conducted by the state Fish and Wildlife Commission reveals that boating trips
and other spending related to vessels means more than $8 billion annually to
The Sunshine State.

According to the study, Florida boaters spent $3.384 billion on boat trips
in 2007 and an additional $5.15 billion for repairs, marina expenses and other
costs.

The 572-page report, titled "Florida Boating Access Facilities
Inventory and Economic Study, including a Pilot Study for Lee County,"
notes that boating trips and other spending related to vessels support 97,000
jobs in Florida. Boaters took 21.7 million boat trips in 2007.

The report predicts a 1.83 percent decline statewide in boating demand over
the next 16 years in Florida. About half the 63 counties in the study
will see a decrease in boating by 2025 because of changes in demographics of
the state’s population.

"The results of the study show the importance of launch lanes, parking
lots and their overall condition, as well as the area’s level of development — the number of developed facilities, such as restrooms, at the ramp," said
David Harding, the Florida Fish and Wildlife Conservation Commission’s (FWC)
economist who managed the study. "Artificial reefs, seagrass and
management zoning are some of the important characteristics in site selection
for boaters using marine access ramps."

Harding said the study will help state and local governments plan whether to
maintain or construct new boat ramps or marinas and where to situate them. It
identifies features and characteristics of boating access points for site
selection favored by boaters for freshwater and marine access on the Atlantic
and Gulf Coasts.

Spike In Guns Sales Means More State Funding
As with most other states nationwide, Wisconsin’s Department of Natural
Resources is expecting additional funding for game, habitat, research, and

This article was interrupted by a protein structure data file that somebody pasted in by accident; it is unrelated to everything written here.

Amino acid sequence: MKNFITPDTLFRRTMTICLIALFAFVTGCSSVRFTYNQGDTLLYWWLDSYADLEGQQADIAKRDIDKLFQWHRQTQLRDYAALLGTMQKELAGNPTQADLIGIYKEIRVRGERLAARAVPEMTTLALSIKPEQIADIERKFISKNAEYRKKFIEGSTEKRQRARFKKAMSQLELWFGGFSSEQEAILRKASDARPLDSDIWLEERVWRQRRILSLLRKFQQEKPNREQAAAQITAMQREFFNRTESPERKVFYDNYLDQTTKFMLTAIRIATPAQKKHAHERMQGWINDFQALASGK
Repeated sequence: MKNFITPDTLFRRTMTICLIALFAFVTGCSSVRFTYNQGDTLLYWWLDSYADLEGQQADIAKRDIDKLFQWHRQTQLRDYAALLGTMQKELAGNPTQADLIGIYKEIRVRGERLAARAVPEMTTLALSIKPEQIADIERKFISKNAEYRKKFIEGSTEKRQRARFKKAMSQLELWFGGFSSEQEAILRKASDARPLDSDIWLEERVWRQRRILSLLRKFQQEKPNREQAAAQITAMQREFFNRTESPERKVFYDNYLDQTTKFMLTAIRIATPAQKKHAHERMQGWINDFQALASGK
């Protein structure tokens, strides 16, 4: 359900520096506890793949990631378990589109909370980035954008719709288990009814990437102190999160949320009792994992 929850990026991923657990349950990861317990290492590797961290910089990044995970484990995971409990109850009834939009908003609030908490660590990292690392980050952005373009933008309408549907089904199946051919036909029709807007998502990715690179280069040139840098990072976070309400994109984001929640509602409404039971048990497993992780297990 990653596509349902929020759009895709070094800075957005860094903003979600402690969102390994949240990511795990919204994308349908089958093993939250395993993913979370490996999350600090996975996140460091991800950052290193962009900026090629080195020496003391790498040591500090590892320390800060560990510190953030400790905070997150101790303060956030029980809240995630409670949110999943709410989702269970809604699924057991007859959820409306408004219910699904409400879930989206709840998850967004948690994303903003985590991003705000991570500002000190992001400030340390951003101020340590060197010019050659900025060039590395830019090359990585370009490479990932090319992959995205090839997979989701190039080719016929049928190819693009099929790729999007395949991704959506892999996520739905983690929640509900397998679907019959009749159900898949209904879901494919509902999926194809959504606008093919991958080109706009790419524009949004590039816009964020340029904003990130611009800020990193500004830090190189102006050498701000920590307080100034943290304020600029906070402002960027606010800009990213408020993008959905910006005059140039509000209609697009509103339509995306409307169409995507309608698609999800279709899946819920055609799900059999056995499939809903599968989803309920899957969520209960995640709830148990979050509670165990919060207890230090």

hunter education programs because of the 2009 surge in firearms and ammunition
sales.

Thanks to the Pittmann-Robertson Act, states share excise tax revenue placed
on handguns, rifles, shotguns, ammunition, and bowhunting equipment.

Wisconsin received about $8,800,000 in P-R funding in 2009, but in 2010, the
state is expecting almost $13,000,000. In addition, nearly $900,000 more will
go to the state’s Hunter Education program.

"That is a $4.1 million increase in one year, which is huge!" Barb
Zellmer, chief of management and planning for DNR, told the Wisconsin Rapids
Tribune
.

The bulk of the funds were generated from purchases of pistols and
revolvers. In 2008, the state received nearly $77 million from the 10 percent
tax on handguns. For 2009, that number rose to about $125 million.

"There were increases across the board," said Zellmer. "But
the marked increase is in pistols and revolvers."

From 2007 to 2009, ammunition sales jumped nearly $68 million to about $166
million.

Quote Of The Week
"Just once, I would like to get down on all fours and be able to inhale
the odor of Bobwhite. I want to know what it is like to have eyes water, body
tremble, chest tighten from shallow breathing, throat ache from a wild heart
fighting to get past."
-Tom Huggler
“Quail Hunting in America,” 1987

J.R. Absher is a freelance outdoor writer whose articles and columns appear
in numerous national publications. He offers his unique perspective of the
outdoors weekly for sportsmansguide.com. You may contact him at
jrabsher@outdoorpressroom.com.